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Apple invents method of hardening sapphire screens to reduce cracking

post #1 of 27
Thread Starter 
The U.S. Patent and Trademark Office on Thursday published an Apple patent describing a method of implanting ions in a sapphire display structure, strengthening the already hard material without using chemical treatments.


Source: USPTO


As noted in Apple's "Sapphire property modification through ion implantation" patent filing, traditional chemical strengthening techniques used on glass screens may not be effective when applied to other materials such as sapphire.

Thus, Apple proposes a new hardening method of impregnating the crystalline lattice structure of corundum, of which sapphire is a variety, with ions to create a compressive stress layer that enhances stability.

The invention points out that when a sapphire structure fails or breaks, it's usually the result of propagations of surface flaws when the component is put under stress. To prevent against cracks during a drop event, Apple's ion implantation method embeds ions within the sapphire substrate, either between existing crystal lattice sites or naturally occurring voids. In one embodiment, ions may be embedded so as to form an amorphous, or non-crystalline, section within the sapphire substructure.




A variety of technologies can be employed in the ion embedding procedure, including high energy implantation, ion accelerators, plasma immersion techniques, pumping systems and electrical deposition methods, among others. Also variable is the size of implanted ions, their depth and concentration.

In some cases, the strengthening procedure may result in localized tinting of the sapphire material. As coloration is undesirable for a device display, Apple proposes using ions like iron or titanium that would create a specific color, such as black, to intentionally create a masked area. For example, the blacked-out bezels seen on current iPhones would be achieved by embedding ions directly into the display glass instead of laying ink on the interior surface.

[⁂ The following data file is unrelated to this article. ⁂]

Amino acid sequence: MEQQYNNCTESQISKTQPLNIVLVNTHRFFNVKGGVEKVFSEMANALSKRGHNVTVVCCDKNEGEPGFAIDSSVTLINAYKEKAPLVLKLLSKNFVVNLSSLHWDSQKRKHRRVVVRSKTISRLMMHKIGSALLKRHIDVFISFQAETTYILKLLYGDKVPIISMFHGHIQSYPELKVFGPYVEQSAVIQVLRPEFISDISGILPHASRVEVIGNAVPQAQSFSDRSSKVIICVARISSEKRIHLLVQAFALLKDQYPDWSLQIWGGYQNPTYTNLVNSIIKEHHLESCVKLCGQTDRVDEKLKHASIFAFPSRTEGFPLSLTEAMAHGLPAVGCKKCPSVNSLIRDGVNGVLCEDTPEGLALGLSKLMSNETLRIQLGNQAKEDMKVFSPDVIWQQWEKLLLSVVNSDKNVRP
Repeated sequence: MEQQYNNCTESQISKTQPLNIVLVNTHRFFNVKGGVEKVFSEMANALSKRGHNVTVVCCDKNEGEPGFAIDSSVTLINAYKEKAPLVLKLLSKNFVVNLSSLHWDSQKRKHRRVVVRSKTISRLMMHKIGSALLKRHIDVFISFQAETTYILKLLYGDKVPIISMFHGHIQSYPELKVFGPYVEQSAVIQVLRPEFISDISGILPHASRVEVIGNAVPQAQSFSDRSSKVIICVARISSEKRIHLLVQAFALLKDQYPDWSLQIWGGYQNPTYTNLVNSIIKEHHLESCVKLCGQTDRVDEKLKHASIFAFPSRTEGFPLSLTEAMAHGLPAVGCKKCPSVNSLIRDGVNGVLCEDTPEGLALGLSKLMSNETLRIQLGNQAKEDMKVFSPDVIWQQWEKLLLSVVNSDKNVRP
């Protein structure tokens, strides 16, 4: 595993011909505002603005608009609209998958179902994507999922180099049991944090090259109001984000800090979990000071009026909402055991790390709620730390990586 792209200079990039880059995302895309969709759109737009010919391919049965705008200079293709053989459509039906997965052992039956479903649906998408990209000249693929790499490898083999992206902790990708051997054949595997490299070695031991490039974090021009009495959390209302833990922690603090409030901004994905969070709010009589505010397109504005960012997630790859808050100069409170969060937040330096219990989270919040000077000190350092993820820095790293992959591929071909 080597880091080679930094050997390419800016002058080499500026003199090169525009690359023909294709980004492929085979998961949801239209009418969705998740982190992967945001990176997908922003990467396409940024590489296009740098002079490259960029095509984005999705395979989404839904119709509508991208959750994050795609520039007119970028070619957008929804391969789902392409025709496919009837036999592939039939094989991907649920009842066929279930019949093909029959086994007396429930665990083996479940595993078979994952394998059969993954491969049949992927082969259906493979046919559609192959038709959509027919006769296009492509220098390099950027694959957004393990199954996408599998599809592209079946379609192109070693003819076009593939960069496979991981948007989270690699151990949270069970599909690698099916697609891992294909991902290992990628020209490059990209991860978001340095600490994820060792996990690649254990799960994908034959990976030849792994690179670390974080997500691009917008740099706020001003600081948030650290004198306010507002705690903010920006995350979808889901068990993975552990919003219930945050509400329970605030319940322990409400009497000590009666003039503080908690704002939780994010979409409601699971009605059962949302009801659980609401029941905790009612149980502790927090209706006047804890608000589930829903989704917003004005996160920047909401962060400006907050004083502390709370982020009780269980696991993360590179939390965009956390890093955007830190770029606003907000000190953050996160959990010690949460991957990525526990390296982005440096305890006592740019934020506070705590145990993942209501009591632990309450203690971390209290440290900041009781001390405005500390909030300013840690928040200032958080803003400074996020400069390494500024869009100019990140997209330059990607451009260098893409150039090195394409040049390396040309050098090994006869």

The filing goes into great detail on ion impregnation techniques, as well as the creation of selective compressive stress zones that help prevent cracks from propagating.

Apple's sapphire strengthening patent filing was first applied for in March 2013 and credits Dale N. Memering, Christopher D. Prest and Douglas Weber as its inventors.
post #2 of 27
By patenting the sapphire processes, it means that no one is simply going to make their own copy-cat screens the same way.

Of course, patents can be invalidated. Process patents are harder to fight in court since they are concrete and real, not like software patents that are very abstract.
post #3 of 27
This describes old techniques used in materials science and semi-conductor R&D to control material strenghts, zone shaping, electrical band-gaps etc etc. Gem colorization by atomic impurities even happen spontaneously in nature. One such ex is ruby, which consists of chromium doped corrundum. I think Apple needs to be much more specific in their claims than what this article describes (and possibly also the patent application). -Not saying this to diz them, but rather to serve them the morning coffee. It's not enough to get the patent approved. They need to be able to defend it too, especially when put against prior art.
post #4 of 27
Is there any prior art in its application to sapphire glass?
post #5 of 27
Quote:
Originally Posted by applesupertramp View Post

Is there any prior art in its application to sapphire glass?

There is no such thing as sapphire glass. Just sapphire.